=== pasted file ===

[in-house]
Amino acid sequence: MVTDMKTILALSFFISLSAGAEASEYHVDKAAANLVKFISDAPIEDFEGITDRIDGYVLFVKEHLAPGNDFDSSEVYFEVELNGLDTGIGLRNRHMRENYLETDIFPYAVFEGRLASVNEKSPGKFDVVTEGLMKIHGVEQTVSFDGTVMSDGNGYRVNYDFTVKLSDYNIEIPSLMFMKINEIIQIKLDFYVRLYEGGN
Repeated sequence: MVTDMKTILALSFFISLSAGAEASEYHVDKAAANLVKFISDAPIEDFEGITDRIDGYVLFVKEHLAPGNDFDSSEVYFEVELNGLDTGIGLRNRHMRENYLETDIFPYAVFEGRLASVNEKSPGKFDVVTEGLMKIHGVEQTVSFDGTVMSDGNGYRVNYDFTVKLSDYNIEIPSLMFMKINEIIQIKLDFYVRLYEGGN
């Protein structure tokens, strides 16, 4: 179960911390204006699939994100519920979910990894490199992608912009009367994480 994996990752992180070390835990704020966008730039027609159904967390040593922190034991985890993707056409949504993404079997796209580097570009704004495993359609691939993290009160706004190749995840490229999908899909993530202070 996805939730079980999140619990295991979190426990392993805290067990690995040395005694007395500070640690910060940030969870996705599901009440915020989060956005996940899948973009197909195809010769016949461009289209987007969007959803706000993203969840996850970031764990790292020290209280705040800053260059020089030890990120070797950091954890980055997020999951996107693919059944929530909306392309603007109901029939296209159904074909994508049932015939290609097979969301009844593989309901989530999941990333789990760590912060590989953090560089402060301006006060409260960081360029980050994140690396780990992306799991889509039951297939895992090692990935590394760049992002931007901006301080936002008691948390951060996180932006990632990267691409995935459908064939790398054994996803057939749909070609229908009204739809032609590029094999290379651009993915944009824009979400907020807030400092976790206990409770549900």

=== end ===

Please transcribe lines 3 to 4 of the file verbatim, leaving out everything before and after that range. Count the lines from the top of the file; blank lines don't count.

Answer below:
Repeated sequence: MVTDMKTILALSFFISLSAGAEASEYHVDKAAANLVKFISDAPIEDFEGITDRIDGYVLFVKEHLAPGNDFDSSEVYFEVELNGLDTGIGLRNRHMRENYLETDIFPYAVFEGRLASVNEKSPGKFDVVTEGLMKIHGVEQTVSFDGTVMSDGNGYRVNYDFTVKLSDYNIEIPSLMFMKINEIIQIKLDFYVRLYEGGN
């Protein structure tokens, strides 16, 4: 179960911390204006699939994100519920979910990894490199992608912009009367994480 994996990752992180070390835990704020966008730039027609159904967390040593922190034991985890993707056409949504993404079997796209580097570009704004495993359609691939993290009160706004190749995840490229999908899909993530202070 996805939730079980999140619990295991979190426990392993805290067990690995040395005694007395500070640690910060940030969870996705599901009440915020989060956005996940899948973009197909195809010769016949461009289209987007969007959803706000993203969840996850970031764990790292020290209280705040800053260059020089030890990120070797950091954890980055997020999951996107693919059944929530909306392309603007109901029939296209159904074909994508049932015939290609097979969301009844593989309901989530999941990333789990760590912060590989953090560089402060301006006060409260960081360029980050994140690396780990992306799991889509039951297939895992090692990935590394760049992002931007901006301080936002008691948390951060996180932006990632990267691409995935459908064939790398054994996803057939749909070609229908009204739809032609590029094999290379651009993915944009824009979400907020807030400092976790206990409770549900």